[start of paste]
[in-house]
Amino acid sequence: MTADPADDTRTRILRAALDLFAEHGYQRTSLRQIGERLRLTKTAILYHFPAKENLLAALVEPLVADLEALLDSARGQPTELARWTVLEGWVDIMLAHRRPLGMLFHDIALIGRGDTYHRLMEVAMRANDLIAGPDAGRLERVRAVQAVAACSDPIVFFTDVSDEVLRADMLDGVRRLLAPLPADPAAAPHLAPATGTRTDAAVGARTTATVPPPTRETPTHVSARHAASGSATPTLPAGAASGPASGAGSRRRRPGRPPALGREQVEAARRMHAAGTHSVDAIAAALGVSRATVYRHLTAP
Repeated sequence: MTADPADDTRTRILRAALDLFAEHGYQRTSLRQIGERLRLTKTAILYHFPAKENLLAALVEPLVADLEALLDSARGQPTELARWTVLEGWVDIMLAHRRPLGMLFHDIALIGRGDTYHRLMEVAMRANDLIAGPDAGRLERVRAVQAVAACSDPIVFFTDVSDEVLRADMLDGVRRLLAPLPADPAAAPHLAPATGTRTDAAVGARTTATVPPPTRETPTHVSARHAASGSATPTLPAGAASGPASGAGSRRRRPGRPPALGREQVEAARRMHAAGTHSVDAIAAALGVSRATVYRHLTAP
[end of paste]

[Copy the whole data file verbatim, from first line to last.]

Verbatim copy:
[in-house]
Amino acid sequence: MTADPADDTRTRILRAALDLFAEHGYQRTSLRQIGERLRLTKTAILYHFPAKENLLAALVEPLVADLEALLDSARGQPTELARWTVLEGWVDIMLAHRRPLGMLFHDIALIGRGDTYHRLMEVAMRANDLIAGPDAGRLERVRAVQAVAACSDPIVFFTDVSDEVLRADMLDGVRRLLAPLPADPAAAPHLAPATGTRTDAAVGARTTATVPPPTRETPTHVSARHAASGSATPTLPAGAASGPASGAGSRRRRPGRPPALGREQVEAARRMHAAGTHSVDAIAAALGVSRATVYRHLTAP
Repeated sequence: MTADPADDTRTRILRAALDLFAEHGYQRTSLRQIGERLRLTKTAILYHFPAKENLLAALVEPLVADLEALLDSARGQPTELARWTVLEGWVDIMLAHRRPLGMLFHDIALIGRGDTYHRLMEVAMRANDLIAGPDAGRLERVRAVQAVAACSDPIVFFTDVSDEVLRADMLDGVRRLLAPLPADPAAAPHLAPATGTRTDAAVGARTTATVPPPTRETPTHVSARHAASGSATPTLPAGAASGPASGAGSRRRRPGRPPALGREQVEAARRMHAAGTHSVDAIAAALGVSRATVYRHLTAP